On unkeh, there is the custom of eating unkeh juushii ウンケージューシー, which is a type of Okinawa cooked rice with various things mixed into it. It is a simple, but popular dish.
There is usually a box of specific foods during the feast day (ukui) called “usanmi” 御三味 (ウサンミ) that contains: fried tofu 揚げ豆腐, burdock root (gobou ごぼう), kelp (usually tied in knots), fish cake (kamaboko かまぼこ), konnyaku こんにゃく, tempura 天ぷら, fried taro (田芋 taimo) and of course, pork. There also usually a second box of white mochi (rice cakes) set out as well.
Not on the altar, but commonly served for during Obon are your typical trays of sushi, sashimi, fried things, chilled zenzai (sweetened red beans and mochi), cold somen noodles, nakami-jiru 中味汁 (intestines soup).
The local grocery stores in Okinawa have ads for all your Obon needs… this is an example of an advertisement from SanA. Anymore, many people just order trays of オードブル (pronounced ohh-do-bu-ru), which comes from the word hors d’oeuvres, instead of making it all themselves.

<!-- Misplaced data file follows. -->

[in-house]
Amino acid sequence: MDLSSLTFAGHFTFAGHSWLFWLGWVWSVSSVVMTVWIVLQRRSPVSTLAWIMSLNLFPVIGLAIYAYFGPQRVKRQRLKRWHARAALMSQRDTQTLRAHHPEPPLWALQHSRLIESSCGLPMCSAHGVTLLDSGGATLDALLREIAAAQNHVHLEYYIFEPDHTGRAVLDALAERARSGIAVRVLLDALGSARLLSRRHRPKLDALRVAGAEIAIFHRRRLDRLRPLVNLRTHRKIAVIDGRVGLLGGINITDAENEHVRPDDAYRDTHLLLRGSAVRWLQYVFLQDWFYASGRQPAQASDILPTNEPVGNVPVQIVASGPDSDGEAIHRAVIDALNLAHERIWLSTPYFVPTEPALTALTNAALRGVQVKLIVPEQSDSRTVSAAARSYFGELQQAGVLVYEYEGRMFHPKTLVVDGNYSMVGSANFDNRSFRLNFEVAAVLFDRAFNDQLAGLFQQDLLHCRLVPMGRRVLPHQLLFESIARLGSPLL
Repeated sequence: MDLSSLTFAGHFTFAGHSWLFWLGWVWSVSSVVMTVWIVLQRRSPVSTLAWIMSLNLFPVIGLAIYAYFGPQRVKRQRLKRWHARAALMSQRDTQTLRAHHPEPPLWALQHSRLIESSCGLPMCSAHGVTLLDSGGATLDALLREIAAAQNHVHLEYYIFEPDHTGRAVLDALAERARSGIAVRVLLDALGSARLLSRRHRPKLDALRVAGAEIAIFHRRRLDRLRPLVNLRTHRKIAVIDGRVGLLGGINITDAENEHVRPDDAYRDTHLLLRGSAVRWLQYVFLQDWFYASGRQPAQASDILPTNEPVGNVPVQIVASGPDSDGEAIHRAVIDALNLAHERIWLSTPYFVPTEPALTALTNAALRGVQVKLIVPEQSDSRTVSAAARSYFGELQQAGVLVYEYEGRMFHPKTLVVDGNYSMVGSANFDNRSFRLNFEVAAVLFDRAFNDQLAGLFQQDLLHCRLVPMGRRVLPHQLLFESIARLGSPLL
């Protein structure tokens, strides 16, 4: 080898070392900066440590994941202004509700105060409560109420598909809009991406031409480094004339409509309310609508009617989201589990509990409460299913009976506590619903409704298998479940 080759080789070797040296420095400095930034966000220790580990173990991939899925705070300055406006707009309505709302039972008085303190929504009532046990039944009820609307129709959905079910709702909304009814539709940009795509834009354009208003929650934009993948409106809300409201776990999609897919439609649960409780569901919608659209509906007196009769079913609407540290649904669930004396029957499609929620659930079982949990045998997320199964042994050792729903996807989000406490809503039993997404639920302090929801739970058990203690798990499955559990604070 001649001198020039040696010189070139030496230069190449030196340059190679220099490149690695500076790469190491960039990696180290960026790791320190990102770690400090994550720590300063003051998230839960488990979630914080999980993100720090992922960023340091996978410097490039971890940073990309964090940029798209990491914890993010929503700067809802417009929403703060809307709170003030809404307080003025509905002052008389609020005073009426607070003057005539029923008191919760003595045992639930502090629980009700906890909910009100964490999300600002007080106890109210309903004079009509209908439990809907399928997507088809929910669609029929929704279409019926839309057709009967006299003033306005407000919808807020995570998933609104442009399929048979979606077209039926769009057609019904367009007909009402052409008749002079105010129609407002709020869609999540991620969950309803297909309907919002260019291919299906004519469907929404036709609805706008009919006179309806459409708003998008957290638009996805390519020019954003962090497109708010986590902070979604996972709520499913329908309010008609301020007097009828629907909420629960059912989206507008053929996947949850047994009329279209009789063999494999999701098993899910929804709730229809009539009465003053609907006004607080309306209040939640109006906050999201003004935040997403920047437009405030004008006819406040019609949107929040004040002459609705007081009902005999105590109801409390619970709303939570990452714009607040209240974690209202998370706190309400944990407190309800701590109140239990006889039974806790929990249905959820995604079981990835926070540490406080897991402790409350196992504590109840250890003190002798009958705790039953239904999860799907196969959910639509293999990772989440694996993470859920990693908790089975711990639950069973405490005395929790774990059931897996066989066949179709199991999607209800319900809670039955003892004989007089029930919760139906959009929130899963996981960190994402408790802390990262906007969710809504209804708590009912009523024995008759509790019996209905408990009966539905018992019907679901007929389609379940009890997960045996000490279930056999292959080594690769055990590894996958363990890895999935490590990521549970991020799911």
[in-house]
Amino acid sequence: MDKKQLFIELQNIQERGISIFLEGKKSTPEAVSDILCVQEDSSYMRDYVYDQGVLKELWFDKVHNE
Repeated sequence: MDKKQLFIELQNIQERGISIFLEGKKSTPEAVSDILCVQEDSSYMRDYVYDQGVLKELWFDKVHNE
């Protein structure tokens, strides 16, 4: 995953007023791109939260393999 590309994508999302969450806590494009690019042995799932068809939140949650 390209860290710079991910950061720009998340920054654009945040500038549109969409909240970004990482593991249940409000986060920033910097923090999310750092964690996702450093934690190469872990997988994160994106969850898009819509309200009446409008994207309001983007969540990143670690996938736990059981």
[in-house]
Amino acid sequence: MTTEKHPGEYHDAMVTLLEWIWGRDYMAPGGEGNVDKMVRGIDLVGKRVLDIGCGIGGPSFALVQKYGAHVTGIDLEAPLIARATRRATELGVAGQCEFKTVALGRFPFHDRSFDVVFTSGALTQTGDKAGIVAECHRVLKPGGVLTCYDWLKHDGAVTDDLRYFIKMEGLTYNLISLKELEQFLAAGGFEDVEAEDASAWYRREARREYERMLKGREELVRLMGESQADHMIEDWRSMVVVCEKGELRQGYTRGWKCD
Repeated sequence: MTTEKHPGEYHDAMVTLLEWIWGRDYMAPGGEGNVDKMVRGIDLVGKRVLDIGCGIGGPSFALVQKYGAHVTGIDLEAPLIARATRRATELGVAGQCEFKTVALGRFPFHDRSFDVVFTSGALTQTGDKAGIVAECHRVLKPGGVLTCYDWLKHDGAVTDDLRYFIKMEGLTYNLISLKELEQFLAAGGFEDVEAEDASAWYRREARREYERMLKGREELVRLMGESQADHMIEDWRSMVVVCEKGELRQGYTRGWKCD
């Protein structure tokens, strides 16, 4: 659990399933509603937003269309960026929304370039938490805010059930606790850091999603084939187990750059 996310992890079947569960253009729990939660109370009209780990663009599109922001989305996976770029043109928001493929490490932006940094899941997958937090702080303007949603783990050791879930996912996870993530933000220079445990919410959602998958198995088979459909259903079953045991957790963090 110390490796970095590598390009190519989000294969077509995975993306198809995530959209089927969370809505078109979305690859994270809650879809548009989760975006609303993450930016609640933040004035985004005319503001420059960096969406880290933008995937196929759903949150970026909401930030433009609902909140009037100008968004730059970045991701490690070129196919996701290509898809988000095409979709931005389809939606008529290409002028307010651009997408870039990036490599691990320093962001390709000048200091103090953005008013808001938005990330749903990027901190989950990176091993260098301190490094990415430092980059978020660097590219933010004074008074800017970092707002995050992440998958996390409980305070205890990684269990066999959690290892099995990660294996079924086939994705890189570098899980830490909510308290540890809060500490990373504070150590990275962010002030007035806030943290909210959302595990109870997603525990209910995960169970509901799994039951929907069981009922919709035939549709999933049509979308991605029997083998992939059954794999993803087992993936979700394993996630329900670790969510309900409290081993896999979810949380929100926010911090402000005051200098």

While most “events” are private in peoples homes, there are a few goings on, mostly in the form of eisa dance. Traveling groups of eisa often visit various spots throughout the community; by our house, one group comes to the FamilyMart and performs for a nice little show before moving on to the next location. If you live near Okinawa city and the middle part of the island, eisa typically goes on for all 3 nights of Obon, and sometimes another night after that, so be prepared for the continuous sounds of drums and sanshin (click here for Where to see eisa during Obon…). Another fun/interesting event is the Miruku-kami ミルク神 “parade” in Shuri.
I often walk through my neighborhood in the evenings; during obon time, all the doors and windows are left open to the houses. Drums and eisa dance chants ring through the air. I see neighbors burning or wrapping up offerings and leaving them outside on the walkways. It is somehow a nostalgic summer feeling.
In addition, people do not go into the sea during Obon, lest they be dragged to the underworld by deceased souls in the water (typically those who died by drowning or water accidents).